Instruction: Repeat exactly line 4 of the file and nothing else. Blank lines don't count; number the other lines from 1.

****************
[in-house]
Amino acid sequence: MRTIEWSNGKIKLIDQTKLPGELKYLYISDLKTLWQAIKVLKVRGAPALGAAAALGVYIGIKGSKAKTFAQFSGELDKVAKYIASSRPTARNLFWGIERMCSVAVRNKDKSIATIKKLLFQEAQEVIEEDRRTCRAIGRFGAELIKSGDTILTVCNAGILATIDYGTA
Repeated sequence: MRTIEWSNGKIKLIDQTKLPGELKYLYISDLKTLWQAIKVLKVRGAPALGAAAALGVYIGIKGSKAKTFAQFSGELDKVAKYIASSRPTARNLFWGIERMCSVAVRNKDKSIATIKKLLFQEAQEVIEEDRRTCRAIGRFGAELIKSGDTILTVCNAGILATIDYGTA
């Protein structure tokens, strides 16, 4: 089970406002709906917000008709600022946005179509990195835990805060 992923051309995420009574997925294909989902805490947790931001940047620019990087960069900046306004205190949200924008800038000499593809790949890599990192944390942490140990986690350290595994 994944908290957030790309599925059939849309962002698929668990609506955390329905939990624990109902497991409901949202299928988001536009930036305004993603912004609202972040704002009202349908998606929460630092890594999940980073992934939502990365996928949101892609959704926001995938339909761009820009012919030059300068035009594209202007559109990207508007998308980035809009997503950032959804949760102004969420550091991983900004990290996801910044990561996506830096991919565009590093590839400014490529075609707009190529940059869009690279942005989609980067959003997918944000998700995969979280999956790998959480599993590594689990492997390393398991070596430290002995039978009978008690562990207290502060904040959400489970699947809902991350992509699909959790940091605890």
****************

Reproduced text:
């Protein structure tokens, strides 16, 4: 089970406002709906917000008709600022946005179509990195835990805060 992923051309995420009574997925294909989902805490947790931001940047620019990087960069900046306004205190949200924008800038000499593809790949890599990192944390942490140990986690350290595994 994944908290957030790309599925059939849309962002698929668990609506955390329905939990624990109902497991409901949202299928988001536009930036305004993603912004609202972040704002009202349908998606929460630092890594999940980073992934939502990365996928949101892609959704926001995938339909761009820009012919030059300068035009594209202007559109990207508007998308980035809009997503950032959804949760102004969420550091991983900004990290996801910044990561996506830096991919565009590093590839400014490529075609707009190529940059869009690279942005989609980067959003997918944000998700995969979280999956790998959480599993590594689990492997390393398991070596430290002995039978009978008690562990207290502060904040959400489970699947809902991350992509699909959790940091605890």